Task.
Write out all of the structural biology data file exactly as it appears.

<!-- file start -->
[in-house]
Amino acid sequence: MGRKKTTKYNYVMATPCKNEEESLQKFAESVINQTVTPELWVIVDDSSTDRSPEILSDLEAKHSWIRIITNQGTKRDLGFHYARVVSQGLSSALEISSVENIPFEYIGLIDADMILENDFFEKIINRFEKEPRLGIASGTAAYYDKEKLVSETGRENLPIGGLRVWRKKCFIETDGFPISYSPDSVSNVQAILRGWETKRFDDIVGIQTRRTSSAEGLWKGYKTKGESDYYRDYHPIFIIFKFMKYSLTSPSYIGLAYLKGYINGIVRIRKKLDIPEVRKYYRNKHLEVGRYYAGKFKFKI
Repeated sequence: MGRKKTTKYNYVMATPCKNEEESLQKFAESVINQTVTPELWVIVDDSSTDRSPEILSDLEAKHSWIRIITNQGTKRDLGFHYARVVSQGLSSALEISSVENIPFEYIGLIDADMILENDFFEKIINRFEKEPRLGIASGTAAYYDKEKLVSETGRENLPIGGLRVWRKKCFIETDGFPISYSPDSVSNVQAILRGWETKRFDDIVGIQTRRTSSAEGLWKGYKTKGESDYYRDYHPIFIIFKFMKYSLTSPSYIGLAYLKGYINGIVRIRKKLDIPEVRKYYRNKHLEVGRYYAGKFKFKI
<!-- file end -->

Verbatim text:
[in-house]
Amino acid sequence: MGRKKTTKYNYVMATPCKNEEESLQKFAESVINQTVTPELWVIVDDSSTDRSPEILSDLEAKHSWIRIITNQGTKRDLGFHYARVVSQGLSSALEISSVENIPFEYIGLIDADMILENDFFEKIINRFEKEPRLGIASGTAAYYDKEKLVSETGRENLPIGGLRVWRKKCFIETDGFPISYSPDSVSNVQAILRGWETKRFDDIVGIQTRRTSSAEGLWKGYKTKGESDYYRDYHPIFIIFKFMKYSLTSPSYIGLAYLKGYINGIVRIRKKLDIPEVRKYYRNKHLEVGRYYAGKFKFKI
Repeated sequence: MGRKKTTKYNYVMATPCKNEEESLQKFAESVINQTVTPELWVIVDDSSTDRSPEILSDLEAKHSWIRIITNQGTKRDLGFHYARVVSQGLSSALEISSVENIPFEYIGLIDADMILENDFFEKIINRFEKEPRLGIASGTAAYYDKEKLVSETGRENLPIGGLRVWRKKCFIETDGFPISYSPDSVSNVQAILRGWETKRFDDIVGIQTRRTSSAEGLWKGYKTKGESDYYRDYHPIFIIFKFMKYSLTSPSYIGLAYLKGYINGIVRIRKKLDIPEVRKYYRNKHLEVGRYYAGKFKFKI